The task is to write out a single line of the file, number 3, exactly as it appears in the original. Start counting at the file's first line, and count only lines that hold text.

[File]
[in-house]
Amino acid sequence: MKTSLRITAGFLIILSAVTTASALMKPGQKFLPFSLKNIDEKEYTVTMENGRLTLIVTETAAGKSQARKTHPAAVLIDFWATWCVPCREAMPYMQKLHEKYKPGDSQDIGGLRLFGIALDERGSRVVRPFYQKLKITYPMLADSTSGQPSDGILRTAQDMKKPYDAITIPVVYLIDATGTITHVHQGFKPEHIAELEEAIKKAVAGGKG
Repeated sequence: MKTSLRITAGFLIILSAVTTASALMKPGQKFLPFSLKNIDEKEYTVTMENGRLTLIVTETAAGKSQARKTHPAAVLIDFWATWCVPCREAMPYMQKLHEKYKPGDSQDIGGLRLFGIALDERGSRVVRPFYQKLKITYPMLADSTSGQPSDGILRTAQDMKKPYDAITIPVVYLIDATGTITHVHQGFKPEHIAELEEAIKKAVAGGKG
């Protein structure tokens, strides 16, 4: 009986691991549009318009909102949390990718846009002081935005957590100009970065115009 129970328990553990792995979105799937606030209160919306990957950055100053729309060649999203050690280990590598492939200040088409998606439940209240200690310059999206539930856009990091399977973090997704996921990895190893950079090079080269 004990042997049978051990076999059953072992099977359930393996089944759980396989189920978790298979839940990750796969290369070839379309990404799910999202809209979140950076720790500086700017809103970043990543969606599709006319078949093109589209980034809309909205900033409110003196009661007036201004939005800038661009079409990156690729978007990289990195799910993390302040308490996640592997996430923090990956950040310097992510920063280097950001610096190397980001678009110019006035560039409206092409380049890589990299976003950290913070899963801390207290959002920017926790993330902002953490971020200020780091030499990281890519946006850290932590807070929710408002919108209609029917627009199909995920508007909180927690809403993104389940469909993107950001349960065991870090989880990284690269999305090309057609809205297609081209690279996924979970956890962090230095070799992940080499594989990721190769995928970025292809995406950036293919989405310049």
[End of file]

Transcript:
Repeated sequence: MKTSLRITAGFLIILSAVTTASALMKPGQKFLPFSLKNIDEKEYTVTMENGRLTLIVTETAAGKSQARKTHPAAVLIDFWATWCVPCREAMPYMQKLHEKYKPGDSQDIGGLRLFGIALDERGSRVVRPFYQKLKITYPMLADSTSGQPSDGILRTAQDMKKPYDAITIPVVYLIDATGTITHVHQGFKPEHIAELEEAIKKAVAGGKG